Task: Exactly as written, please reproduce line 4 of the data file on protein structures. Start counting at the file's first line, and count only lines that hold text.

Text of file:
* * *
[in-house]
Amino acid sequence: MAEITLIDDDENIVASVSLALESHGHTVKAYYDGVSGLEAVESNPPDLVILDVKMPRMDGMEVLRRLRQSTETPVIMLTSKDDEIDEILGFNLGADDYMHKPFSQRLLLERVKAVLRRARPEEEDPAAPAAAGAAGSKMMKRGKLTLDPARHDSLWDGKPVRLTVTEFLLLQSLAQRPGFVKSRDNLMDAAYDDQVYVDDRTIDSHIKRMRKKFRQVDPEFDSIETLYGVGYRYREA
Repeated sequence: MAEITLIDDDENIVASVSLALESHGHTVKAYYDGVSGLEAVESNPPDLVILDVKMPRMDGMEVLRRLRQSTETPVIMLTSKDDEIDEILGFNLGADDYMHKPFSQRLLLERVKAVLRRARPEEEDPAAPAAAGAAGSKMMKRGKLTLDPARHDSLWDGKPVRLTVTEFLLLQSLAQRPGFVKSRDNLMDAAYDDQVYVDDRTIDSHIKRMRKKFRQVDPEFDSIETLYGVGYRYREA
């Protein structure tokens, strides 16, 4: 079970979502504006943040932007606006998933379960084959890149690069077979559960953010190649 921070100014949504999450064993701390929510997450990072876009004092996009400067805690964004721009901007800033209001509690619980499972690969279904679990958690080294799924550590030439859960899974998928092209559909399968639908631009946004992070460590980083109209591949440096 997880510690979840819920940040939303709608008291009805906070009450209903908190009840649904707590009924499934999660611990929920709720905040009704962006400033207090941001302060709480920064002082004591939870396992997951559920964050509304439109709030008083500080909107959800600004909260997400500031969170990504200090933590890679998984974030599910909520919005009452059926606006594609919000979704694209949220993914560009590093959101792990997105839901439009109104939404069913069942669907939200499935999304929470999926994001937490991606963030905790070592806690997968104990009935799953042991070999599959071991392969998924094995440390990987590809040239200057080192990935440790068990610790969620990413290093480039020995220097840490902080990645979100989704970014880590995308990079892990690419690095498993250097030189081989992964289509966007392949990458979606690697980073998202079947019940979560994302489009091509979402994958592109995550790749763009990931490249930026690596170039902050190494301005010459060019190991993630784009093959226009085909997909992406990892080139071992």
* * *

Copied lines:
């Protein structure tokens, strides 16, 4: 079970979502504006943040932007606006998933379960084959890149690069077979559960953010190649 921070100014949504999450064993701390929510997450990072876009004092996009400067805690964004721009901007800033209001509690619980499972690969279904679990958690080294799924550590030439859960899974998928092209559909399968639908631009946004992070460590980083109209591949440096 997880510690979840819920940040939303709608008291009805906070009450209903908190009840649904707590009924499934999660611990929920709720905040009704962006400033207090941001302060709480920064002082004591939870396992997951559920964050509304439109709030008083500080909107959800600004909260997400500031969170990504200090933590890679998984974030599910909520919005009452059926606006594609919000979704694209949220993914560009590093959101792990997105839901439009109104939404069913069942669907939200499935999304929470999926994001937490991606963030905790070592806690997968104990009935799953042991070999599959071991392969998924094995440390990987590809040239200057080192990935440790068990610790969620990413290093480039020995220097840490902080990645979100989704970014880590995308990079892990690419690095498993250097030189081989992964289509966007392949990458979606690697980073998202079947019940979560994302489009091509979402994958592109995550790749763009990931490249930026690596170039902050190494301005010459060019190991993630784009093959226009085909997909992406990892080139071992």